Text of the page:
Ornamentaspis triangularis Geyer 1990

The genus is characterized typically by a midial spine (occipetal spine) on the back of the head (cephalon).  The furrows on the glabella can be seen faintly (O.frequens) or barely discernible (O.angustigena) depending on the species.  The glabella itself is visible unlike Kingaspis.   Typically, the anterior of the glabella is defined and separate from the anterior border area in contrast to Kingaspoides. 

The top three photos are of the cephalon only showing the characteristic occipital spine.  The species triangularis as the name suggests shows a prominent triangular occipital ring on the back (posterior) of the head that precipitates into a spine.  Photo 1 shows the cephalon which has the limonite (orange) rubbed off, missed perhaps by the preparator who was prepping an adjacent trilobite. The third photo shows an adjacent Acadoparadoxides residing on the same layer, betraying the telltale assemblage from which this comes from, the Lower Middle Cambrian.  

 

 

The following photos below are of a fully articulated and prepped O.triangularis. It is rare to find a fully prepped specimen as these are often overlooked being rather small trilobites of 50mm or less. Note the fully prepped spine, how prominent and "fang" like it is.  The second and third photos show the relative convexity of the glabella and palpebral lobes.  The palpebral lobes are prominent and flare outward from the cranidium.  The square trapezoidal glabella with faint furrows is typical of Ornamentaspis and can be seen very well here.  There are thirteen visible thoracic segments but one may be tucked underneath.  The pygidium is not visible.  There is a relatively wide pre-glabellar field and a convex anterior with no rim. The genal spines are short but stout.  Jebel Wawrmast Formation, Tougacht, Morocco.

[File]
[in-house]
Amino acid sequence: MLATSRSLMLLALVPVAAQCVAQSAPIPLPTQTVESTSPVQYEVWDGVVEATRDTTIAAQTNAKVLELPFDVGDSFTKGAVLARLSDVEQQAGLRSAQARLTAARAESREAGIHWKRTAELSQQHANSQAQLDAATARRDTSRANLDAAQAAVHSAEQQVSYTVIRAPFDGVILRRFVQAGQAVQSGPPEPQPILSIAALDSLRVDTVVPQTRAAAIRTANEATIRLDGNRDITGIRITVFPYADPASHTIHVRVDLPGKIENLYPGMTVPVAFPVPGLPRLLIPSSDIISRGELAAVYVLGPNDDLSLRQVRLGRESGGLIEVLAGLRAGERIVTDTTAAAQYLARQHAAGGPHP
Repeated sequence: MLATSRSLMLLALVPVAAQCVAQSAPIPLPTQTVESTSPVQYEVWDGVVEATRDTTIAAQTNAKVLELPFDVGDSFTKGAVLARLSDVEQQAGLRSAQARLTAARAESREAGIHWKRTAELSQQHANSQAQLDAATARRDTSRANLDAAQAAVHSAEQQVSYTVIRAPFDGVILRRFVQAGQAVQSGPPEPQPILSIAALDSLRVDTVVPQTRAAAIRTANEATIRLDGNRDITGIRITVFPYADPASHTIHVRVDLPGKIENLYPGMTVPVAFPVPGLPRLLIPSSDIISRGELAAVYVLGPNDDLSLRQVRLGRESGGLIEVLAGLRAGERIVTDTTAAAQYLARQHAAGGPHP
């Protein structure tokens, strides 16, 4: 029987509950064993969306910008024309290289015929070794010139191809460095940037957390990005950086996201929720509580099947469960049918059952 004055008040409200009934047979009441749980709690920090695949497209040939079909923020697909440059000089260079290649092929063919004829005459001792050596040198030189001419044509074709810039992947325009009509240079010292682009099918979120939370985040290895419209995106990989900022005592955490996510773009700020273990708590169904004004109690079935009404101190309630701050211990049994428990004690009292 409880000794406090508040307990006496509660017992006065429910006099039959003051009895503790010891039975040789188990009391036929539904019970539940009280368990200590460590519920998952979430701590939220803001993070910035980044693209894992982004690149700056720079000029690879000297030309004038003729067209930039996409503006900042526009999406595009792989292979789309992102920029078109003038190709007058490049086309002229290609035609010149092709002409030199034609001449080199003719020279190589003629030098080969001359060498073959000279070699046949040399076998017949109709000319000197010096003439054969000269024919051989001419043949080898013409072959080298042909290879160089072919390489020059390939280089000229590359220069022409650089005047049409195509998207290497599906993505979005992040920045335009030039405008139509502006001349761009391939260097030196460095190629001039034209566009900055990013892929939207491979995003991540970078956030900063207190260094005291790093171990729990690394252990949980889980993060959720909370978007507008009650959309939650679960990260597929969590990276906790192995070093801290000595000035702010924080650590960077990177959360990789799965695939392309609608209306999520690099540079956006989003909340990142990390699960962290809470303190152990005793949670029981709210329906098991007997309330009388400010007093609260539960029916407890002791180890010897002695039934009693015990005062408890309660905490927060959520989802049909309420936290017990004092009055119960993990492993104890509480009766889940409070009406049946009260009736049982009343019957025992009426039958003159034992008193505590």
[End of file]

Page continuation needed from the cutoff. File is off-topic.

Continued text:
Kenjiro Hakomori 2009.5.5 (Revised 2019.12.2)